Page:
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Monday, January 9, 2012

Wat Arun (Temple of the Dawn)



It was early in the morning when we arrived by foot at the banks of Chao Phraya River and on the west bank, opposite from the small dock we're standing, the tall imposing prang of Wat Arun (Temple of the Dawn) stood proud and mightily against the blue skies. To get there, we had to cross the river aboard small passenger boats. We paid an elderly woman manning the seemingly unnoticeable ticket booth, the 3.00 Baht fare for each person. We arrived at the other side after a few minutes and the temple was just starting to open, we watched as the guards were lining up and getting ready to listen to the day's instructions from their commander. 

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Me and Ariadne were like the first two visitors of the day and we proceeded right away to pay the 50 Baht entrance fee so we could take advantage of having the whole Wat Arun complex to ourselves. I quickly saw the two giant statues which guards the Wat Arun. Like an old foe, I was quite familiar with those two who stands side by side with hands clasping a porcelain sword. I've seen them before in all those Thailand tourism posters. It was such a welcome feeling coming face to face with a known icon of the country. No swords were drawn between the three of us, fortunately for me. 

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Wat Arun is one of the most popular landmarks in Bangkok. It is consisted of a Khmer-style tower which  is surrounded by four shorter prangs. Named after the Indian God of Dawn, Aruna - it has since called as "temple of the dawn" also because the first light of dawn produces a magnificent effect on the temple's surface, potruding with magical-like changes of colors that glitters beyond the normal.

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Chinese porcelains engulfs much of the temple's exterior with patches of mosaic designs and carvings, that makes it unique from the other temples I've seen. I climbed up the steep steps for a better look at the surrounding scenery. From a distance I saw the Grand Palace and the calm waters of Chao Phraya river. The sun was already way up the sky and the way it does, directing its light perfectly towards the clear blue skies, makes the scene around me locks up a very vivid image.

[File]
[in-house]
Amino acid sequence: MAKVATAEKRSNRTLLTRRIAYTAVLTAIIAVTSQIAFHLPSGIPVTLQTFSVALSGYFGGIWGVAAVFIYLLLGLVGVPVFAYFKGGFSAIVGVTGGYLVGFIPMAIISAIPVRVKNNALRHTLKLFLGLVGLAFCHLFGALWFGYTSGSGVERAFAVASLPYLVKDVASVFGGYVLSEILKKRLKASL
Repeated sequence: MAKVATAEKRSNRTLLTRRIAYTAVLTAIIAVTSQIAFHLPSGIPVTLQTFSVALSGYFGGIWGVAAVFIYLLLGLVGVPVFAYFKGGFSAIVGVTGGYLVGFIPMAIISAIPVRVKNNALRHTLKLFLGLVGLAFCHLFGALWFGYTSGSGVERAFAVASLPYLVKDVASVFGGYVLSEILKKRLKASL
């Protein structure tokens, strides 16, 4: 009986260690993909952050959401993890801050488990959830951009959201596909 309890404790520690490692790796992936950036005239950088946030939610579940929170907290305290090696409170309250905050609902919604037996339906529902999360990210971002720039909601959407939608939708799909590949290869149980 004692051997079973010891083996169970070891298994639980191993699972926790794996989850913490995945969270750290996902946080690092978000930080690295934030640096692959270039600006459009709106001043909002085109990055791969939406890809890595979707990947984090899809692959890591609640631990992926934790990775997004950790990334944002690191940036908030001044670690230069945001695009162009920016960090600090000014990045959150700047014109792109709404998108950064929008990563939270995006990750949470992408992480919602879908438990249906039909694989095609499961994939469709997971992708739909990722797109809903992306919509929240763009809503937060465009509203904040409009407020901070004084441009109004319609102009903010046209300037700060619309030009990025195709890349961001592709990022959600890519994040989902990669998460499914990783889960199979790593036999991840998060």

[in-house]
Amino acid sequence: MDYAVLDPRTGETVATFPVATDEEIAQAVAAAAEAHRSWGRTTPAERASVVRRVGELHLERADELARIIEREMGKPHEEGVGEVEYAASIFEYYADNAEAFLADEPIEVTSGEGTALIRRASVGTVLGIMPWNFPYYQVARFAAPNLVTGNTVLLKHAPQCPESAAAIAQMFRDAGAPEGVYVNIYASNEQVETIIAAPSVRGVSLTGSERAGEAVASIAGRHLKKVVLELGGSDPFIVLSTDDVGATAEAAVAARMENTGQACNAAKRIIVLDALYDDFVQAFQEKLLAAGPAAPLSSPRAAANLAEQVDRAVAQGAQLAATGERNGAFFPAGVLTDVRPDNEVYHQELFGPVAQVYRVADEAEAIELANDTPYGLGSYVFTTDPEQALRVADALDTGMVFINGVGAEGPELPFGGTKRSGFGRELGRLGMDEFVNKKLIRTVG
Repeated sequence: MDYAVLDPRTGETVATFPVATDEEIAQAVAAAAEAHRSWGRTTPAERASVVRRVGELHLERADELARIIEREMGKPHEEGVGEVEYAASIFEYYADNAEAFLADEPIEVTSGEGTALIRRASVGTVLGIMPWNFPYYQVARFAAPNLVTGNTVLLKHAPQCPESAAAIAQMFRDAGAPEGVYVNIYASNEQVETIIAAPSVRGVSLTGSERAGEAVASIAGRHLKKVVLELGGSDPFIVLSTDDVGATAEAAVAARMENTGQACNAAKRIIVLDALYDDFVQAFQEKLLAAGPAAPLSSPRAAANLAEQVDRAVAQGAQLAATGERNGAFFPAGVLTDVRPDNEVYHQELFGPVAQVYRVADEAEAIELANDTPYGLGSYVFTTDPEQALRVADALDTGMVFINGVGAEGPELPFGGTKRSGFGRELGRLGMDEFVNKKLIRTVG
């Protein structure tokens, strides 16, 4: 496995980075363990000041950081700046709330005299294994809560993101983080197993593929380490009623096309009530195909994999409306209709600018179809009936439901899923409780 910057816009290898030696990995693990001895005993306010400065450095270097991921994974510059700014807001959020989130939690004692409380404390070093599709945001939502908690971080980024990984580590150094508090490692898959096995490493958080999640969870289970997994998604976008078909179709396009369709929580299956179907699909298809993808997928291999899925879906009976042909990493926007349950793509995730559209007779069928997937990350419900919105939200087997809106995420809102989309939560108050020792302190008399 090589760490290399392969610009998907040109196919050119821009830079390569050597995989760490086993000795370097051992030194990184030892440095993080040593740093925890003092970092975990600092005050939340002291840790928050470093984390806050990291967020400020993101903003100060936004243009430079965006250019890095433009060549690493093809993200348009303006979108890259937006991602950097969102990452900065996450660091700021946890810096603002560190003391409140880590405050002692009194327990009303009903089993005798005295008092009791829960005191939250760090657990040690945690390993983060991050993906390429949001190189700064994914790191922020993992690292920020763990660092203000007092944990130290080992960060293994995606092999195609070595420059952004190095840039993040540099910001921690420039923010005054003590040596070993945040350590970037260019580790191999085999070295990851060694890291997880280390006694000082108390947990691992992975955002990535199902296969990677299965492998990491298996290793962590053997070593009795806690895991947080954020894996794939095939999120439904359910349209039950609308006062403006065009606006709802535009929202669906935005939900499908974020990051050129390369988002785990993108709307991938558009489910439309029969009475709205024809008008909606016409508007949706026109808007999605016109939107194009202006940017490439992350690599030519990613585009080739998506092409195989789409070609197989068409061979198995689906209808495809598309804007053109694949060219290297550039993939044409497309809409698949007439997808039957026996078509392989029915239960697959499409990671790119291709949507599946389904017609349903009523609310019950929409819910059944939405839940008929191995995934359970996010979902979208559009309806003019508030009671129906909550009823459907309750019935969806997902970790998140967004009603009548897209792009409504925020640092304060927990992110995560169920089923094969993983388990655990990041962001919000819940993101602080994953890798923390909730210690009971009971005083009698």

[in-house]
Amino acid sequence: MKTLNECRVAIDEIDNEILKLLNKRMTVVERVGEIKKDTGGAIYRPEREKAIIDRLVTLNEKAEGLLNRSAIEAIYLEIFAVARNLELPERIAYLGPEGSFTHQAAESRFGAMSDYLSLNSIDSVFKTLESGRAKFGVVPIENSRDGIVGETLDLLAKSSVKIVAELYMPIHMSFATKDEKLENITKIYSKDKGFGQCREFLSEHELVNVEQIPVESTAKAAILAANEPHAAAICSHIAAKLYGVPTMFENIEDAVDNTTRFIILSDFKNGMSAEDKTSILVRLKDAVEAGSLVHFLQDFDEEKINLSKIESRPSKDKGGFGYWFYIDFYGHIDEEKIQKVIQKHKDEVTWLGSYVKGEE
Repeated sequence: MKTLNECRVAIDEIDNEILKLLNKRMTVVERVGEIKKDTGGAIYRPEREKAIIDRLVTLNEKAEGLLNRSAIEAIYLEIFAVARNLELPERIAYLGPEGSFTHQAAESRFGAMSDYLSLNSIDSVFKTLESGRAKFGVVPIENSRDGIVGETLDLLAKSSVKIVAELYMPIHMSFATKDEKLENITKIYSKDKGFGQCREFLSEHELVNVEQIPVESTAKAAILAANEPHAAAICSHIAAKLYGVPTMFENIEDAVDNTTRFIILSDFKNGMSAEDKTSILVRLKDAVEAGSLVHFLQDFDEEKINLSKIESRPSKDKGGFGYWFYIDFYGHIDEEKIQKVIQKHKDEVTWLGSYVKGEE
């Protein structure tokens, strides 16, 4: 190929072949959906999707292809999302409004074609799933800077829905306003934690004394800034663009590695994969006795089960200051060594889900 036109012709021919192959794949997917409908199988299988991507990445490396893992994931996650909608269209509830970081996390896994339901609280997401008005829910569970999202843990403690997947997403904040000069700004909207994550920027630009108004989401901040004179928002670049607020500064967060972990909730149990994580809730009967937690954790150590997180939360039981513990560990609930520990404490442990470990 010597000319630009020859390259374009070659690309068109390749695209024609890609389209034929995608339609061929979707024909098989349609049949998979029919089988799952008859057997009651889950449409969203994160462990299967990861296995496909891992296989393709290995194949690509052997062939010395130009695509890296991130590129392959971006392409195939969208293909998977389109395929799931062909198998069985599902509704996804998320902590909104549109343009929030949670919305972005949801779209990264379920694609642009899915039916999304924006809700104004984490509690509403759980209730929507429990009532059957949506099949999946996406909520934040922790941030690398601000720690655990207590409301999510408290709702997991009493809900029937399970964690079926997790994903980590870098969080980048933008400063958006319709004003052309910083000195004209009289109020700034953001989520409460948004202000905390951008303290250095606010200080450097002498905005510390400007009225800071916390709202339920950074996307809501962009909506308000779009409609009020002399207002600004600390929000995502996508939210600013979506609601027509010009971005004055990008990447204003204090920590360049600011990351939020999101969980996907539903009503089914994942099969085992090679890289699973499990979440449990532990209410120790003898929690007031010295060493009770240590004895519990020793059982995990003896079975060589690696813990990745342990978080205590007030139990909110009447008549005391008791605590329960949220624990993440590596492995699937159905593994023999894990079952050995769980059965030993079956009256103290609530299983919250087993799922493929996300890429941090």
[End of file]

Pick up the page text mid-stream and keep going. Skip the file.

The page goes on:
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I went around and marveled at the details of the temple's designs. The intricate patterns shows elephants, warriors in varying appearances and a wonderful contrasting colors of each sections from one another. I stayed for a few minutes at the balcony of the center prang and again, taking a short moment to appreciate the little breaks I had in life, in order for me to end up places such as this.

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Wat Arun was almost abandoned and left to ruins after it was moved from the Grand Palace grounds, located across the river to its current location. King Rama II ordered its restoration in the early 1800's paving the way for the construction of the highest prang and its four surrounding prangs. Life is all about restoration anyway, the more you see, the more you experience tends to ignite that resolve to construct whatever broken down machinations in your self. In my case, I find it with traveling, therefore I came to realize that, just like Wat Arun, anything can still be salvaged. For good and better.

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We stayed there for a little bit more than an hour. I tried hard to really stare at each detail, as long as I could to generate a lasting space on my memory vault. Each patches of porcelain patterns, sculptured statues, wall carvings were all made with passion and dedication of people from long way back. It was like a book with invisible words and hidden stories waiting to be read. I could not accurately read it, but sure do acknowledge the determination to erect such structures, that helps further enrich and expand the reach of their faith.

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We may have missed the sunset - by an hour, but I'm glad that we crossed the Chao Phraya river to see the Wat Arun. As I went down the steep and small steps, I reckoned to myself "If only the top of the corporate world is this beautiful, then..." Its a wishful thinking that would never become a reality, until then, further incursions to many places, historic landmarks, houses of different faiths and all, I will continue to explore, learn and see for myself the many footprints and hand-prints of past generations and civilizations.

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As we boarded the small ferry boat back to the other side of Chao Phraya River, the stillness of the water was like a mirror of what I was feeling that moment. Still and alive, quiet and smooth, peaceful and just at the right level. This, after a historic flooding burst the waters of the river to record overflowing level. Just like that moment, in the midst of chaos, I was there sitting on a small ferry, contented and wanting nothing else but to continue these kinds of journeys.

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